The driver involved in the Croydon tram crash will not be charged with gross negligence manslaughter, police said.
There will also be no charges for corporate manslaughter brought against Transport for London or operator Tram Operations Ltd, a subsidiary of FirstGroup.
British Transport Police (BTP) said “every scrap of possible evidence has been scrutinised”.
Seven people were killed and 51 others injured when the tram derailed in south-east London on November 9 2016.
It came off the tracks at almost four times the speed limit in darkness and heavy rain.
The driver, Alfred Dorris, of Beckenham, south-east London, was arrested at the scene and questioned on suspicion of manslaughter.
An investigation found that he possibly drifted into a “microsleep” before speeding round a sharp bend at Sandilands at 45mph.
The Rail Accident Investigation Branch said it is “probable” he “temporarily lost awareness” on a straight section of track and may have fallen into a “microsleep” for up to 49 seconds.
BTP said a dedicated team has been investigating the causes of the crash for nearly three years.
This involved forensic work at the scene, analysis of phone records, hundreds of interviews, and thousands of other individual pieces of evidence.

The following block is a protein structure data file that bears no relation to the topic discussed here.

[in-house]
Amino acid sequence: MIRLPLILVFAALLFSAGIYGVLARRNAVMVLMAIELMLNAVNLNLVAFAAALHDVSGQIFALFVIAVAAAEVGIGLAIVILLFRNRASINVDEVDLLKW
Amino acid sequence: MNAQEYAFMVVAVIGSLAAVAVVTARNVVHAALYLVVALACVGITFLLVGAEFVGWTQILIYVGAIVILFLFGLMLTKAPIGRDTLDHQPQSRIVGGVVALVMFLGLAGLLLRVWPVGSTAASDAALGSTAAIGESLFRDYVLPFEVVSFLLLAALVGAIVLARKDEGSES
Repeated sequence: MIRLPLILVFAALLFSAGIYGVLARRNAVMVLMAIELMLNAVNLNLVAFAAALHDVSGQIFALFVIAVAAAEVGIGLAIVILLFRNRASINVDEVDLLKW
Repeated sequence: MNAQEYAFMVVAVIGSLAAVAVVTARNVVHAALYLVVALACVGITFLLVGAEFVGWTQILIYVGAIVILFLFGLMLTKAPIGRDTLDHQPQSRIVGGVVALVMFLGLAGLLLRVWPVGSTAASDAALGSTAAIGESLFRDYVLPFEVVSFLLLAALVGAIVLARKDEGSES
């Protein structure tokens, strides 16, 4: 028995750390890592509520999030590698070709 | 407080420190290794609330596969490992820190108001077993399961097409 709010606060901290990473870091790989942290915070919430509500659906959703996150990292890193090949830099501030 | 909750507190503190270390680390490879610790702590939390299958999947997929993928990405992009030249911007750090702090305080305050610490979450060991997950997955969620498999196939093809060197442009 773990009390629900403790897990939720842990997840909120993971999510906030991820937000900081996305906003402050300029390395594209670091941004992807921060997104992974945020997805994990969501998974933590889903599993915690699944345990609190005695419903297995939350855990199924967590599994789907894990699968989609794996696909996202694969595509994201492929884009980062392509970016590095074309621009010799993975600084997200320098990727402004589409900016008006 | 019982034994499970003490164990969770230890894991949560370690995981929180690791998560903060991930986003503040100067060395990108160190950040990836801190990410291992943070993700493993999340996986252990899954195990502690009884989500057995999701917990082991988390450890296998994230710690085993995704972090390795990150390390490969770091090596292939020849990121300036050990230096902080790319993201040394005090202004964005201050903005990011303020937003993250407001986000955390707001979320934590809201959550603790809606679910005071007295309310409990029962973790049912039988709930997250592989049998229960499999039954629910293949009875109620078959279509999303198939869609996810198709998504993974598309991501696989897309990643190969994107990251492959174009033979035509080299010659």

The families of those who died have been informed of the decision not to bring charges against the driver or companies involved.
Detective Superintendent Gary Richardson, who led the police investigation, said: “We know that this latest update may not be the news that many, including the family members who lost loved ones, had hoped for.
“But we are satisfied that every scrap of possible evidence has been scrutinised and, after lengthy consultation with the CPS, it has been concluded that the threshold to bring charges of manslaughter against the tram driver, TfL and Tram Operations Ltd have not been met.”
He added that BTP will continue to investigate whether health and safety laws were breached during the incident.
The force will begin to work with HM Coroner to prepare for the victims’ inquests.
Jenny Hopkins, head of the special crime and counter terrorism division at the Crown Prosecution Service (CPS) said it had “carefully reviewed all the available material” before concluding that the evidence “did not support a prosecution”.
She added: “We fully recognise the impact this decision will have on families who have lost their loved ones and we have offered to meet with them to explain our reasons in full.”